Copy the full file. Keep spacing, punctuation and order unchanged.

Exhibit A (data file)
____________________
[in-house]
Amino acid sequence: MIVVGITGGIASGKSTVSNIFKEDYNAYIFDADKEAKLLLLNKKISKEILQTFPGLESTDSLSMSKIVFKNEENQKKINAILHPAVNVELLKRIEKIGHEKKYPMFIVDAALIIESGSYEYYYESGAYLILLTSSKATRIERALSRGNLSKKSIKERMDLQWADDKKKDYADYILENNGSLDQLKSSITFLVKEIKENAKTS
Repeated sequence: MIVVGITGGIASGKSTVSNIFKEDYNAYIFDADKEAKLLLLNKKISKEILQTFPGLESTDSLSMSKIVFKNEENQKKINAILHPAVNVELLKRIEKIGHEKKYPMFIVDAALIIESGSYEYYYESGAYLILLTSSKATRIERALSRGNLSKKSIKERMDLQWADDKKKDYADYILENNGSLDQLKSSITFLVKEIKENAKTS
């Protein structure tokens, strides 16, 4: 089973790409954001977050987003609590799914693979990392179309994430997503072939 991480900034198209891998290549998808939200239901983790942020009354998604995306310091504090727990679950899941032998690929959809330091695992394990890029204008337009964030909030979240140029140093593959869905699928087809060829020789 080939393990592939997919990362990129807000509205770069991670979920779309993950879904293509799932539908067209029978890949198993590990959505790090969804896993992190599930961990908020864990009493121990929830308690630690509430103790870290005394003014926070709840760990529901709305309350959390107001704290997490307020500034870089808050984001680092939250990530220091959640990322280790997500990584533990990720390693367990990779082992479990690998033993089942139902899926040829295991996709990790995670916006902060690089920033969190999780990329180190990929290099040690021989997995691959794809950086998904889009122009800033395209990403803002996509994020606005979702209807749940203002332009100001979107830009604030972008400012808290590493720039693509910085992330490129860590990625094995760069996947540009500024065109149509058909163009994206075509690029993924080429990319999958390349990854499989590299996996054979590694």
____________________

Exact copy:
[in-house]
Amino acid sequence: MIVVGITGGIASGKSTVSNIFKEDYNAYIFDADKEAKLLLLNKKISKEILQTFPGLESTDSLSMSKIVFKNEENQKKINAILHPAVNVELLKRIEKIGHEKKYPMFIVDAALIIESGSYEYYYESGAYLILLTSSKATRIERALSRGNLSKKSIKERMDLQWADDKKKDYADYILENNGSLDQLKSSITFLVKEIKENAKTS
Repeated sequence: MIVVGITGGIASGKSTVSNIFKEDYNAYIFDADKEAKLLLLNKKISKEILQTFPGLESTDSLSMSKIVFKNEENQKKINAILHPAVNVELLKRIEKIGHEKKYPMFIVDAALIIESGSYEYYYESGAYLILLTSSKATRIERALSRGNLSKKSIKERMDLQWADDKKKDYADYILENNGSLDQLKSSITFLVKEIKENAKTS
């Protein structure tokens, strides 16, 4: 089973790409954001977050987003609590799914693979990392179309994430997503072939 991480900034198209891998290549998808939200239901983790942020009354998604995306310091504090727990679950899941032998690929959809330091695992394990890029204008337009964030909030979240140029140093593959869905699928087809060829020789 080939393990592939997919990362990129807000509205770069991670979920779309993950879904293509799932539908067209029978890949198993590990959505790090969804896993992190599930961990908020864990009493121990929830308690630690509430103790870290005394003014926070709840760990529901709305309350959390107001704290997490307020500034870089808050984001680092939250990530220091959640990322280790997500990584533990990720390693367990990779082992479990690998033993089942139902899926040829295991996709990790995670916006902060690089920033969190999780990329180190990929290099040690021989997995691959794809950086998904889009122009800033395209990403803002996509994020606005979702209807749940203002332009100001979107830009604030972008400012808290590493720039693509910085992330490129860590990625094995760069996947540009500024065109149509058909163009994206075509690029993924080429990319999958390349990854499989590299996996054979590694």